In many situations in medicine, structural imaging of tissue does not provide sufficient evidence for effective clinical assessment, and the addition of biochemical information would be beneficial. The ideal situation would be to design hybrid tomography systems which provide good spatial resolution together with high molecular contrast information. Optical spectroscopy can provide inherently high levels of intrinsic molecular contrast, including Raman measurements arising from functional and molecular changes [1
]. Combining optical techniques with anatomical information from other low-contrast, high-resolution imaging modalities has been demonstrated with Magnetic resonance imaging [2
], X ray [3
] and ultrasound [4
]. In these hybrid systems, the spatial structure of tissues is embedded into the optical image reconstruction to provide accurate and high-resolution molecular characterization. Work by Davis et al.
] showed that the use of spatial priors is essential for recovering fluorophore distributions in complex tissue volumes [6
]. The proposed method is extended here to combine Raman spectroscopy with x-ray CT to allow image-guided Raman spectroscopy (IG-RS) using anatomical structures from CT as a priori
knowledge. We present here, to the best of our knowledge, the first known IG-RS estimates using an excised canine limb as a model.
Raman spectroscopy is based on the principle of inelastically scattered light arising from vibrational energy states of molecular bonds, and it provides valuable biochemical markers to study tissue composition. Raman spectroscopy has been studied in various clinical applications [8
]. Our interest is in exploring the use of Raman scattering for studying bone chemical composition and predicting the risk of bone fracture with age and disease, such as osteoporosis. Reports indicate that collagen, the primary organic component of bone extracellular matrix, undergoes changes with osteoporosis [14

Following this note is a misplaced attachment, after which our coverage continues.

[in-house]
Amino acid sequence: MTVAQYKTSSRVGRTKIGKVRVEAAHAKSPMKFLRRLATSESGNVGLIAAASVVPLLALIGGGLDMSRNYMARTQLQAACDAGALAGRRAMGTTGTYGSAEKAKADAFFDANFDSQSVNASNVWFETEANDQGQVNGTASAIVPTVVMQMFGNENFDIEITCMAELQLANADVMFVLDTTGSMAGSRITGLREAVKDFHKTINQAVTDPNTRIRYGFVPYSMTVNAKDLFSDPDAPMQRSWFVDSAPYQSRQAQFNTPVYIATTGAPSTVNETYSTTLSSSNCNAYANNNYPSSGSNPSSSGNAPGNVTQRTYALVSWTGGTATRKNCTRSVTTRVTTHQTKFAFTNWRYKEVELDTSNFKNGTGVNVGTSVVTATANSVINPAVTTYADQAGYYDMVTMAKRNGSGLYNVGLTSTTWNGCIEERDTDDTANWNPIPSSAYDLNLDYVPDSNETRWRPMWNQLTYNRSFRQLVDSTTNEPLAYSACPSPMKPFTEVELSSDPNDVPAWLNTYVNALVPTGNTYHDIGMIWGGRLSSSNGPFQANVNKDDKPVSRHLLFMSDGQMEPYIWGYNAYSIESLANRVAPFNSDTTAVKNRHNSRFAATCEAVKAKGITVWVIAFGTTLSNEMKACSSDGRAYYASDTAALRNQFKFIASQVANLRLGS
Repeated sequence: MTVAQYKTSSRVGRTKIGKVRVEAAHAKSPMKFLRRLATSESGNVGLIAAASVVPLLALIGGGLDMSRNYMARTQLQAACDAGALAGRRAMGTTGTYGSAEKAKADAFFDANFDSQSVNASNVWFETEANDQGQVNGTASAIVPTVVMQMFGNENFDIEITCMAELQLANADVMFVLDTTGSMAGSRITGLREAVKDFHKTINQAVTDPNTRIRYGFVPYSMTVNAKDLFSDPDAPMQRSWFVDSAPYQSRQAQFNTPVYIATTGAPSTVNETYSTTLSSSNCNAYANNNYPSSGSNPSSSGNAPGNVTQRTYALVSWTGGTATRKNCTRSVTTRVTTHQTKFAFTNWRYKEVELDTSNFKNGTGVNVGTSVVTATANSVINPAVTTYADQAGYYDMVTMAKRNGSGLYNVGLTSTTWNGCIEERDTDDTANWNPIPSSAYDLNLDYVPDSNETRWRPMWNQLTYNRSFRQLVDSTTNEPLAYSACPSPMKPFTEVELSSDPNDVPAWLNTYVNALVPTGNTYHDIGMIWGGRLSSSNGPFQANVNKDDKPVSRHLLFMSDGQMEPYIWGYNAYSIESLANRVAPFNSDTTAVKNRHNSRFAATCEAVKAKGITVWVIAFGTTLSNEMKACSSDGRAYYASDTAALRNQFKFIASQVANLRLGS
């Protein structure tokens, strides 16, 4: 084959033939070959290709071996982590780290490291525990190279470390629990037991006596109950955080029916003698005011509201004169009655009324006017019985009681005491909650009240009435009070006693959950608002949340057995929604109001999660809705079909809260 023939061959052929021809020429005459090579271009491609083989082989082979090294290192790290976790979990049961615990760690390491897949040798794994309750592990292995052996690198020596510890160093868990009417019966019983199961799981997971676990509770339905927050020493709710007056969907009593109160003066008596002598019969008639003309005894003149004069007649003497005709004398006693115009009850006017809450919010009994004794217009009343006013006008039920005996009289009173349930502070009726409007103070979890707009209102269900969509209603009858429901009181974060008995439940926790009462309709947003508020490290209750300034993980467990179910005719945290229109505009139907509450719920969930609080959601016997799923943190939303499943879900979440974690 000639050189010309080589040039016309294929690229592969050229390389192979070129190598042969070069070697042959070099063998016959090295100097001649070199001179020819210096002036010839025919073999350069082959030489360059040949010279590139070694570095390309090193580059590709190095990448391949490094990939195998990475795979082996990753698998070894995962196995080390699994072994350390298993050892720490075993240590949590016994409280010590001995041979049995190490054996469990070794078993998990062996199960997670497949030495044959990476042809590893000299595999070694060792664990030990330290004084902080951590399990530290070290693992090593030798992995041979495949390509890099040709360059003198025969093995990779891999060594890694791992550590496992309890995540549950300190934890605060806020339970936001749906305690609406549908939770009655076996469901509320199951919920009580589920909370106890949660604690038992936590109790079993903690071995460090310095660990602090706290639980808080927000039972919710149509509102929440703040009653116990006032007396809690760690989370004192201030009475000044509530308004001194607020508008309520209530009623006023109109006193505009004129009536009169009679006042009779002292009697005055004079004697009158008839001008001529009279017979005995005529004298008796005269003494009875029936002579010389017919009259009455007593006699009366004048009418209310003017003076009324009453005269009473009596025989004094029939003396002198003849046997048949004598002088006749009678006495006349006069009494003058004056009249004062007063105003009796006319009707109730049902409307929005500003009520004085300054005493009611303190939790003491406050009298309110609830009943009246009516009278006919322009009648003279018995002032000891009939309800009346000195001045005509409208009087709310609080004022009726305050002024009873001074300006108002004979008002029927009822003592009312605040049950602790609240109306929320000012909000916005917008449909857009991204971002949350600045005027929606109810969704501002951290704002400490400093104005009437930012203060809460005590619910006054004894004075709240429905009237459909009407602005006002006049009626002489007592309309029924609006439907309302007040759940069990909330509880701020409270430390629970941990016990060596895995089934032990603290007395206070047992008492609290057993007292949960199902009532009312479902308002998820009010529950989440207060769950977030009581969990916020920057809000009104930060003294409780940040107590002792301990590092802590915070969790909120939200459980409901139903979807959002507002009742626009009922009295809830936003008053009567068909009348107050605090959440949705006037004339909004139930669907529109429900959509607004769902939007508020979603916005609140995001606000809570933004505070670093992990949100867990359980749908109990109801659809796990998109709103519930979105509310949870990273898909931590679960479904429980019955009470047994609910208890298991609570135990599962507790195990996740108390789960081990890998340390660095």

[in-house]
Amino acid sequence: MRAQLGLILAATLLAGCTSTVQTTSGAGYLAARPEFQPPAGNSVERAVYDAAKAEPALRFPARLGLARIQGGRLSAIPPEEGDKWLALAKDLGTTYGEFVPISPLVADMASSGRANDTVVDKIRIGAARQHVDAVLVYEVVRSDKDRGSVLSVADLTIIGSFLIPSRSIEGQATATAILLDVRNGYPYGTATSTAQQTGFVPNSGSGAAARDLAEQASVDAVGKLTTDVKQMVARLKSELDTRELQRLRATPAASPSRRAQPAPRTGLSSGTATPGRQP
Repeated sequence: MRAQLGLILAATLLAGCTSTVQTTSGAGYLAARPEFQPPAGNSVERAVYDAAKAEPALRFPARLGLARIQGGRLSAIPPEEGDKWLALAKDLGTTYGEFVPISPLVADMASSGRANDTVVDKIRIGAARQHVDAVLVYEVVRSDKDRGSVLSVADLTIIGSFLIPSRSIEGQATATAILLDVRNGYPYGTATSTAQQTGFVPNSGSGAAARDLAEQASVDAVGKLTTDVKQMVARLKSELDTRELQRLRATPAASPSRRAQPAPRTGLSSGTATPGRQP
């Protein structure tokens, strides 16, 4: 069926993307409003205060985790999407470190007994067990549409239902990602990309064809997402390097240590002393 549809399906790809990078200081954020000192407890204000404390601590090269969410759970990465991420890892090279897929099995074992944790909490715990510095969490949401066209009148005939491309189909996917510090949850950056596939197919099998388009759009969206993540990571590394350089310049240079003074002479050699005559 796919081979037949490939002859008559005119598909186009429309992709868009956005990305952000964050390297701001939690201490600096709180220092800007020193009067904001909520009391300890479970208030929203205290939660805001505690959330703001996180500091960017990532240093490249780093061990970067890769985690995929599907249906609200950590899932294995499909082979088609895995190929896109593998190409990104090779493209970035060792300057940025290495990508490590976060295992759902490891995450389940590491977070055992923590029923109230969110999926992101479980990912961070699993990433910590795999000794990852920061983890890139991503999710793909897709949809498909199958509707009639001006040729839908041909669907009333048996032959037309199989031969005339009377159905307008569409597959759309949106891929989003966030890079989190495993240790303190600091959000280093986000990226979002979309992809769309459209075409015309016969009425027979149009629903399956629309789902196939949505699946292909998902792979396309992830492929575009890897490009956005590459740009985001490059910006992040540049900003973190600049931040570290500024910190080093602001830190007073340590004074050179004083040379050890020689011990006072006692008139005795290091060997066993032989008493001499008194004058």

]. However, the current gold standard for bone health, dual-energy X-ray absorptiometry (DXA), measures only the mineral component of bone. With Raman spectroscopy both the mineral and organic phases can be measured. Results ex vivo
showed that Raman spectroscopy could distinguish between normal and unhealthy tissue non-invasively [13
] using time-resolved measurements in mouse genotypes. Also, Schulmerich et al.
] have accurately recovered Raman bone spectra through 5 mm of tissue in a canine excised limb using a reflectance-based fiber optic probe. In addition, compositional differences observed in bone excised from women with and without hip fractures illustrated a higher carbonate-phosphate ratio from trabecular bone in women with fracture [19
]. Because of the molecular specificity and quantitative potential of these measurements, deep tissue Raman measurements would provide valuable biomedical information if Raman scatter could be well localized to the region of origin and then used to tomographically recover the contrast (i.e. boundaries) between the desired target and background.
Diffuse optical spectroscopic measurements can be used to overlay molecular information onto imaging systems, but a transmission geometry limits the accuracy of imaging [20
]. Preliminary studies on Raman tomographic imaging using a transmission geometry allowed three-dimensional visualization of spatial changes in biochemical composition [23
], however, the localization of the origin of Raman signal was limited due to the diffuse nature of light propagation. Here we present the use of high-resolution CT images to guide the diffuse modeling of light in order to achieve a high-contrast molecular and structural characterization of tissue with accurate localization of signal origins.